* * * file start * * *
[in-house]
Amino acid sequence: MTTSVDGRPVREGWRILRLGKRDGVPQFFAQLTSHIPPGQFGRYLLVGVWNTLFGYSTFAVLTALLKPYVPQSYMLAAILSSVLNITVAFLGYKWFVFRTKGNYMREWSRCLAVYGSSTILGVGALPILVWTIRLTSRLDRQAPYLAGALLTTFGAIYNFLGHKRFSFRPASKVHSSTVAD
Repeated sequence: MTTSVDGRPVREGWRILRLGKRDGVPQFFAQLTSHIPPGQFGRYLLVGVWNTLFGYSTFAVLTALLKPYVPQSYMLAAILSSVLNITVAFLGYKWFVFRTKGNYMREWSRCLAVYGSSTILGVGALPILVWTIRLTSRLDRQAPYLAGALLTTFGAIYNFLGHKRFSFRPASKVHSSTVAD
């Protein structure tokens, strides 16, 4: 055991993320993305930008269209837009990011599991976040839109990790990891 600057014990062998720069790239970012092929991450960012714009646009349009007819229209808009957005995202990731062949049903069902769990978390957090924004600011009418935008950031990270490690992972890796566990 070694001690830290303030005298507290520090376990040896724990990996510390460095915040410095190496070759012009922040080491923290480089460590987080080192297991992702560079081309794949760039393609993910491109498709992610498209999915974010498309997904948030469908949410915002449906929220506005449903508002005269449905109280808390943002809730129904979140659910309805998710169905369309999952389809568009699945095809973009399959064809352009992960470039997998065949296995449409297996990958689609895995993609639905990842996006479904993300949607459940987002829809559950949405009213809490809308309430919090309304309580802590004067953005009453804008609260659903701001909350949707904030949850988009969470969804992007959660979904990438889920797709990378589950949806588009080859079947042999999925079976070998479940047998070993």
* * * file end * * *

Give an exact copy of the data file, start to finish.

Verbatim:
[in-house]
Amino acid sequence: MTTSVDGRPVREGWRILRLGKRDGVPQFFAQLTSHIPPGQFGRYLLVGVWNTLFGYSTFAVLTALLKPYVPQSYMLAAILSSVLNITVAFLGYKWFVFRTKGNYMREWSRCLAVYGSSTILGVGALPILVWTIRLTSRLDRQAPYLAGALLTTFGAIYNFLGHKRFSFRPASKVHSSTVAD
Repeated sequence: MTTSVDGRPVREGWRILRLGKRDGVPQFFAQLTSHIPPGQFGRYLLVGVWNTLFGYSTFAVLTALLKPYVPQSYMLAAILSSVLNITVAFLGYKWFVFRTKGNYMREWSRCLAVYGSSTILGVGALPILVWTIRLTSRLDRQAPYLAGALLTTFGAIYNFLGHKRFSFRPASKVHSSTVAD
């Protein structure tokens, strides 16, 4: 055991993320993305930008269209837009990011599991976040839109990790990891 600057014990062998720069790239970012092929991450960012714009646009349009007819229209808009957005995202990731062949049903069902769990978390957090924004600011009418935008950031990270490690992972890796566990 070694001690830290303030005298507290520090376990040896724990990996510390460095915040410095190496070759012009922040080491923290480089460590987080080192297991992702560079081309794949760039393609993910491109498709992610498209999915974010498309997904948030469908949410915002449906929220506005449903508002005269449905109280808390943002809730129904979140659910309805998710169905369309999952389809568009699945095809973009399959064809352009992960470039997998065949296995449409297996990958689609895995993609639905990842996006479904993300949607459940987002829809559950949405009213809490809308309430919090309304309580802590004067953005009453804008609260659903701001909350949707904030949850988009969470969804992007959660979904990438889920797709990378589950949806588009080859079947042999999925079976070998479940047998070993």